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Nicaragua: Bringing Us Together

Marlon Villareyna

Story Teller: Marlon Villareyna
Role: Community Health Promoter, member of PRODECOOP
Date of Recording: April 20, 2013
Location: Community of Santula, Miraflor, Estelí, Nicaragua

My name is Marlon Villareyna, and I am from the community of Santula, located in the northeast part of the Estelí. I am 36 years old and I’ve been involved with Grounds for Health, working directly with women for almost a year.

There are many benefits of Grounds for Health programs. One of the most important things is that talks about the screening test make it possible for women to talk about their bodies. Before, the genitals were like a huge taboo—it was almost prohibitive to speak about “those parts.” And at first I was embarrassed and women were embarrassed. But after building trust, we succeed and now we’re almost finished screening all the women. We’ve now extended the invitation to the community and neighboring communities are now are requesting the test.

The impact has been very positive because previously, there were women here who died from cervical cancer. Now we try to screen women early on to catch the problem at a stage when it can be controlled. We are raising awareness that every woman should get tested, and to not be afraid because our goal is to identify the problem early, when there is still time to treat it.

The most significant result is reducing mortality in women due to cancer. There have been many women who died of cancer in the community and before we didn’t know the cause. We just knew that they spoke of a pain in their womb, or stomach pain. With this project, we are avoiding many children being left without their mom, many families being destroyed, and many women dying from this problem.

Before this project, we knew of a woman in the community who had been diagnosed with advanced cancer. It was sad to watch her die – the severe pain – bleeding like an animal was eating her alive from within. It’s horrible, and it is what we want to avoid. Thank God, none of women screened through the project have been infected.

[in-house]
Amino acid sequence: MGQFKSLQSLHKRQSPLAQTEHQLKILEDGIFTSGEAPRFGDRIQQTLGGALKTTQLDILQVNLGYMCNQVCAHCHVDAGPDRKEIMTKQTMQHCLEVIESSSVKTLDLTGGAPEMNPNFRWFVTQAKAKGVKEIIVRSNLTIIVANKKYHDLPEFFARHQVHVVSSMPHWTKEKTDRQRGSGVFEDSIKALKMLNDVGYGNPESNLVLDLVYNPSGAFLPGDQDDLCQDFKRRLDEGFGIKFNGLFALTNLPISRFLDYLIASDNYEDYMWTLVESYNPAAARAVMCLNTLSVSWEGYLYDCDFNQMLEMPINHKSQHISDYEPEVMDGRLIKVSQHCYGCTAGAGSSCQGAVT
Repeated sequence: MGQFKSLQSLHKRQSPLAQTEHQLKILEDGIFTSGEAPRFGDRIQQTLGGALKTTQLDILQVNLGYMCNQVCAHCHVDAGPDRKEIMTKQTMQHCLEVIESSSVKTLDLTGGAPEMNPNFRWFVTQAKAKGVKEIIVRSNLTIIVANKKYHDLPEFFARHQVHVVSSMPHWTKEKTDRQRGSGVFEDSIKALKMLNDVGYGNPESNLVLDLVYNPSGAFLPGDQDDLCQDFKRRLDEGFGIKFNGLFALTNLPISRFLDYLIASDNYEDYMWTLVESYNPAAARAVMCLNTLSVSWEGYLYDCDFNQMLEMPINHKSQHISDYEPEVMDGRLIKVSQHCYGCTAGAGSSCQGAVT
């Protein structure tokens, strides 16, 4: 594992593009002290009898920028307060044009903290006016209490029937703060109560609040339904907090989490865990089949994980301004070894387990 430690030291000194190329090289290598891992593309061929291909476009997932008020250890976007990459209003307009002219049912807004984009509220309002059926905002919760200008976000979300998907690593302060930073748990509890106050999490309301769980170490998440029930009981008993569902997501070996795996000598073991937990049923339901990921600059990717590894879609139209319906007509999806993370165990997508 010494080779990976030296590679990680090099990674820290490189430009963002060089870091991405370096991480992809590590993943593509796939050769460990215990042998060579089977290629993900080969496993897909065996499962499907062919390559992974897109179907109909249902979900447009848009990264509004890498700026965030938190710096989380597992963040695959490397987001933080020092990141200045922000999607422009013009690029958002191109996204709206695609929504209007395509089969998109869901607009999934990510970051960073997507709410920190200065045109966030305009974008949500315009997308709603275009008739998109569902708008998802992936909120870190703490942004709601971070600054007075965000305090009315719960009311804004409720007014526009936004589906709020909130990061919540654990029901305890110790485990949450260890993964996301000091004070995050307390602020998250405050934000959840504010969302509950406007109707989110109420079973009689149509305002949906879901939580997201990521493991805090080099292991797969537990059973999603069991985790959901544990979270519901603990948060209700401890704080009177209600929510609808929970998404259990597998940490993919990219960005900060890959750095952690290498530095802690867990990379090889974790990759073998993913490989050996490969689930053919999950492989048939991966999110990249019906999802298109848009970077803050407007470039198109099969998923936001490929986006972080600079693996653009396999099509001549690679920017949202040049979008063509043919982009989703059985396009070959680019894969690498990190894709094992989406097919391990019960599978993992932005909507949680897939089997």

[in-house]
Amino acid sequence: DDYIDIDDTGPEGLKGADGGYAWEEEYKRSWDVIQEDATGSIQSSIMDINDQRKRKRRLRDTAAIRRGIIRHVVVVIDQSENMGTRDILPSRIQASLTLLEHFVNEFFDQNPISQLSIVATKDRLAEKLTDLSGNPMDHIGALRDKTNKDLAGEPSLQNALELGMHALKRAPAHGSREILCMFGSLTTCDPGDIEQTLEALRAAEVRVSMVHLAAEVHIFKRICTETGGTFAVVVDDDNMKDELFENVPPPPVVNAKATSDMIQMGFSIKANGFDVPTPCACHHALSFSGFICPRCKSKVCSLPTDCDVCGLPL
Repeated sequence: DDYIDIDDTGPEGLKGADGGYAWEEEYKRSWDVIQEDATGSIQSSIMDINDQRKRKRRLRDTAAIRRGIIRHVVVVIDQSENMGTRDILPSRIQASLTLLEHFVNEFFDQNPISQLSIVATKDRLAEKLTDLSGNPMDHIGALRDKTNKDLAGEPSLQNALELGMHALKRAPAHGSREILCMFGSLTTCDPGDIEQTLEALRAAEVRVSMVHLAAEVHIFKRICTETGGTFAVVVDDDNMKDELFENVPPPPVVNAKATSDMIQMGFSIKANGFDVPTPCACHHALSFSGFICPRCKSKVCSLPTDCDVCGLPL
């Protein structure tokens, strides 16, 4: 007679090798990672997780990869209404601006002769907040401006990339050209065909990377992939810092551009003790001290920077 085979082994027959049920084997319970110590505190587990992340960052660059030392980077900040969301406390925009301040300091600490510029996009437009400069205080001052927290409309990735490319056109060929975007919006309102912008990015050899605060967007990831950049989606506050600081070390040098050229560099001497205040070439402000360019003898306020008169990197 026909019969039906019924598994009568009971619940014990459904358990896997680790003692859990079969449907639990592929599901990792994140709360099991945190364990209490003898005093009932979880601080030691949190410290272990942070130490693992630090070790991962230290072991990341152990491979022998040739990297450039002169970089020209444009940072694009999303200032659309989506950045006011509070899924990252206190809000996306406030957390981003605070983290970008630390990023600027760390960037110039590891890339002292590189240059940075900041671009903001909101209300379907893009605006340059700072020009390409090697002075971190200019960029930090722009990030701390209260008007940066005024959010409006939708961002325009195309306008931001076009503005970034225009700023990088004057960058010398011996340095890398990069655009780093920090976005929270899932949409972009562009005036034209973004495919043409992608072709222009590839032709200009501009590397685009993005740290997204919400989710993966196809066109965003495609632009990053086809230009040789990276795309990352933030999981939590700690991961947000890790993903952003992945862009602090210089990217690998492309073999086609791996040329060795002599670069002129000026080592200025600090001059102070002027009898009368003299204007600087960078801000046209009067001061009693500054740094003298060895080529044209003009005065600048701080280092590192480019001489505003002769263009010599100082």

Marlon Villareyna

Marlon listening intently to another promoter practice.

I’ve spoken a lot with my wife Mayra and children about the importance of the project. We feel like it has united us as a family and improved communication between us, because—even sometimes with families, between partners, between a husband and wife—it’s difficult to talk about our private parts. In our case, this project brought us closer together as a family. Now we can comment on our bodies, our privates like they are any other part of the body part, like my eye, my face, or my mouth. And that has been a great achievement. I think it has been a great achievement for the family, not only with my wife but also with my two children.

We will continue promoting screening. The strategy we’ve used is to promote it through word of mouth. For example, I give a talk to five women before they get the VIA test. Then these women can talk to five other women and increase awareness about health and how to care for your body. And we did a bit about how the genitals are as important as any other body part: “They are mine, this is my body, and I have to look after them and protect them.” This is how we work the talks. So, we will absolutely continue because there are other generations coming up that will need this screening.

One lesson I have learned is that we have to work harder to prevent diseases in order to avoid needing curative health. Disease is preventable. Because sometimes, if we can catch it at an early stage, we can prevent cancer. There is no need for it to develop into cancer. So that’s a lesson I’ve learned. And the other part is that Grounds for Health is about bringing families together. They don’t look for who is to blame for a problem but rather, how to resolve that problem. The project improves communication in the family.

I also just want to say that it really is a very good project, a project that is helping many developing countries and although for many it seems shocking, but saving lives is our responsibility and we have to continue with that work.

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